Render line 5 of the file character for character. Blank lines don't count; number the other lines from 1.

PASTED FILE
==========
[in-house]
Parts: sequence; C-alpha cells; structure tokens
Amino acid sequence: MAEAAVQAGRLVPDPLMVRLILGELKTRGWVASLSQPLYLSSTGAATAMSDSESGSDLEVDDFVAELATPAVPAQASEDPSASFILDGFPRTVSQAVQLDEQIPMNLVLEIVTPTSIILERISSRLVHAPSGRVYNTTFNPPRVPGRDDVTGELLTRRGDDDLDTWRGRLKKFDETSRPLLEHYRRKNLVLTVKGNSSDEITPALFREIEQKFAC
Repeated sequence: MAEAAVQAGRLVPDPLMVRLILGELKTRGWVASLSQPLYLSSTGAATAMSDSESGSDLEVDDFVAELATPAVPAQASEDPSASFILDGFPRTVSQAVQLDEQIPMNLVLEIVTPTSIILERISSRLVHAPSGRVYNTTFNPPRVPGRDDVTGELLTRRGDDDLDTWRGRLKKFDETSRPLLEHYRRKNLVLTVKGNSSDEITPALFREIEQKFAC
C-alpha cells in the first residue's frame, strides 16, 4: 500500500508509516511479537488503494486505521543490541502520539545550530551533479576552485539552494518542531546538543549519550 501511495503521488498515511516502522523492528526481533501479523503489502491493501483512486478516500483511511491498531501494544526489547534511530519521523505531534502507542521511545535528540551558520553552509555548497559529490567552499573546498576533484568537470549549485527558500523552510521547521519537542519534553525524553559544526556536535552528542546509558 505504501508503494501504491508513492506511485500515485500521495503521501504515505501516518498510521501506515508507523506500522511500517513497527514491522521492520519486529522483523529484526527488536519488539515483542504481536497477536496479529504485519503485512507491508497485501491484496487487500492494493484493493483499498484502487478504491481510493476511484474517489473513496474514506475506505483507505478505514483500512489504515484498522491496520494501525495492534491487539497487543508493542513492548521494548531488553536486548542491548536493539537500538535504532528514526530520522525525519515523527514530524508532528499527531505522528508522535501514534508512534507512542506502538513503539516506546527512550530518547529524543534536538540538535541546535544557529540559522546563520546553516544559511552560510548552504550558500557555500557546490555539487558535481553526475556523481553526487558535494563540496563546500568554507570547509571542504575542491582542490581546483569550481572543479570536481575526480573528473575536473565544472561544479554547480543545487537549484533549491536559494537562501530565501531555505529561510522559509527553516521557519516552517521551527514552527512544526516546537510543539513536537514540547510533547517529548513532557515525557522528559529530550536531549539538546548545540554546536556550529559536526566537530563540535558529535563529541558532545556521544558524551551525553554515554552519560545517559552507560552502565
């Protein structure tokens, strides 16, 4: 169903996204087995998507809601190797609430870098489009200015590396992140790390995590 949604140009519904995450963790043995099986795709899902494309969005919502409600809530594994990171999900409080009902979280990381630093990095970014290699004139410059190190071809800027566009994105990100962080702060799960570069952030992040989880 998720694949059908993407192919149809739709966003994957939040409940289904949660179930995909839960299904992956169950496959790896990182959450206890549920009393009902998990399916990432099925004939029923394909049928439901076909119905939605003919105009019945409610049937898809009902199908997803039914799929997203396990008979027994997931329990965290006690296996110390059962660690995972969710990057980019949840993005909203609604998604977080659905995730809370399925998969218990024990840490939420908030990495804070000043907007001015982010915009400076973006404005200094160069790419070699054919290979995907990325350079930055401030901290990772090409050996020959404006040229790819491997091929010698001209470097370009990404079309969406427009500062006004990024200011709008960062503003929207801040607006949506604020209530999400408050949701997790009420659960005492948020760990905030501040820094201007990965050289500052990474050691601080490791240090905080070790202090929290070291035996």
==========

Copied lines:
C-alpha cells in the first residue's frame, strides 16, 4: 500500500508509516511479537488503494486505521543490541502520539545550530551533479576552485539552494518542531546538543549519550 501511495503521488498515511516502522523492528526481533501479523503489502491493501483512486478516500483511511491498531501494544526489547534511530519521523505531534502507542521511545535528540551558520553552509555548497559529490567552499573546498576533484568537470549549485527558500523552510521547521519537542519534553525524553559544526556536535552528542546509558 505504501508503494501504491508513492506511485500515485500521495503521501504515505501516518498510521501506515508507523506500522511500517513497527514491522521492520519486529522483523529484526527488536519488539515483542504481536497477536496479529504485519503485512507491508497485501491484496487487500492494493484493493483499498484502487478504491481510493476511484474517489473513496474514506475506505483507505478505514483500512489504515484498522491496520494501525495492534491487539497487543508493542513492548521494548531488553536486548542491548536493539537500538535504532528514526530520522525525519515523527514530524508532528499527531505522528508522535501514534508512534507512542506502538513503539516506546527512550530518547529524543534536538540538535541546535544557529540559522546563520546553516544559511552560510548552504550558500557555500557546490555539487558535481553526475556523481553526487558535494563540496563546500568554507570547509571542504575542491582542490581546483569550481572543479570536481575526480573528473575536473565544472561544479554547480543545487537549484533549491536559494537562501530565501531555505529561510522559509527553516521557519516552517521551527514552527512544526516546537510543539513536537514540547510533547517529548513532557515525557522528559529530550536531549539538546548545540554546536556550529559536526566537530563540535558529535563529541558532545556521544558524551551525553554515554552519560545517559552507560552502565